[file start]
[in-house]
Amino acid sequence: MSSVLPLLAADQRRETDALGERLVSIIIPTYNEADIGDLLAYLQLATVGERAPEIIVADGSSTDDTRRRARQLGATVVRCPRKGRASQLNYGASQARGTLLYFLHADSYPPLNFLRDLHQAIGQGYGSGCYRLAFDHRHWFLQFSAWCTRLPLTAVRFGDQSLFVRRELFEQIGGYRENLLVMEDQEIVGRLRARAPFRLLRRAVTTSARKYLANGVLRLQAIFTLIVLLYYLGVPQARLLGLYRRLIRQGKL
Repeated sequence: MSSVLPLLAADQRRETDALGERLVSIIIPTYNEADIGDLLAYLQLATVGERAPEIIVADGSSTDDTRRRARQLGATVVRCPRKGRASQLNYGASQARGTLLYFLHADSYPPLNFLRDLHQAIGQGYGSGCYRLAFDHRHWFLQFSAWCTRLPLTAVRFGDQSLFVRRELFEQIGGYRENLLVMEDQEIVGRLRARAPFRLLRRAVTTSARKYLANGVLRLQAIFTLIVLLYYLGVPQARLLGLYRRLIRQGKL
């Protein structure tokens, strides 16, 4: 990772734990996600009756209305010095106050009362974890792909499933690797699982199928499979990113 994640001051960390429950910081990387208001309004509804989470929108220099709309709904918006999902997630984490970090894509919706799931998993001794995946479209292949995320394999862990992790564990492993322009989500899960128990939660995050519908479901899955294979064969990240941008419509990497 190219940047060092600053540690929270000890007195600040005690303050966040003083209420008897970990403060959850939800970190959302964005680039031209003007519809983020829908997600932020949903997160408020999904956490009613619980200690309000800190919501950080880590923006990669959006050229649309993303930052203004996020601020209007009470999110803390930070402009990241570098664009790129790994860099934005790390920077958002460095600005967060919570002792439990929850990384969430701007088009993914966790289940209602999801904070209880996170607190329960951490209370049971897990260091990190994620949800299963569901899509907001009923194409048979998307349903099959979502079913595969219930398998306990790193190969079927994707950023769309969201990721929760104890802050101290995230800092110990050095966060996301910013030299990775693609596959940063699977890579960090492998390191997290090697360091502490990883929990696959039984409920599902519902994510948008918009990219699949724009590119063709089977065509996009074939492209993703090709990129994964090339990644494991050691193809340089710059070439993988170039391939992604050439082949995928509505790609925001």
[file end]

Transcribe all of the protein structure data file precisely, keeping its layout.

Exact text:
[in-house]
Amino acid sequence: MSSVLPLLAADQRRETDALGERLVSIIIPTYNEADIGDLLAYLQLATVGERAPEIIVADGSSTDDTRRRARQLGATVVRCPRKGRASQLNYGASQARGTLLYFLHADSYPPLNFLRDLHQAIGQGYGSGCYRLAFDHRHWFLQFSAWCTRLPLTAVRFGDQSLFVRRELFEQIGGYRENLLVMEDQEIVGRLRARAPFRLLRRAVTTSARKYLANGVLRLQAIFTLIVLLYYLGVPQARLLGLYRRLIRQGKL
Repeated sequence: MSSVLPLLAADQRRETDALGERLVSIIIPTYNEADIGDLLAYLQLATVGERAPEIIVADGSSTDDTRRRARQLGATVVRCPRKGRASQLNYGASQARGTLLYFLHADSYPPLNFLRDLHQAIGQGYGSGCYRLAFDHRHWFLQFSAWCTRLPLTAVRFGDQSLFVRRELFEQIGGYRENLLVMEDQEIVGRLRARAPFRLLRRAVTTSARKYLANGVLRLQAIFTLIVLLYYLGVPQARLLGLYRRLIRQGKL
């Protein structure tokens, strides 16, 4: 990772734990996600009756209305010095106050009362974890792909499933690797699982199928499979990113 994640001051960390429950910081990387208001309004509804989470929108220099709309709904918006999902997630984490970090894509919706799931998993001794995946479209292949995320394999862990992790564990492993322009989500899960128990939660995050519908479901899955294979064969990240941008419509990497 190219940047060092600053540690929270000890007195600040005690303050966040003083209420008897970990403060959850939800970190959302964005680039031209003007519809983020829908997600932020949903997160408020999904956490009613619980200690309000800190919501950080880590923006990669959006050229649309993303930052203004996020601020209007009470999110803390930070402009990241570098664009790129790994860099934005790390920077958002460095600005967060919570002792439990929850990384969430701007088009993914966790289940209602999801904070209880996170607190329960951490209370049971897990260091990190994620949800299963569901899509907001009923194409048979998307349903099959979502079913595969219930398998306990790193190969079927994707950023769309969201990721929760104890802050101290995230800092110990050095966060996301910013030299990775693609596959940063699977890579960090492998390191997290090697360091502490990883929990696959039984409920599902519902994510948008918009990219699949724009590119063709089977065509996009074939492209993703090709990129994964090339990644494991050691193809340089710059070439993988170039391939992604050439082949995928509505790609925001």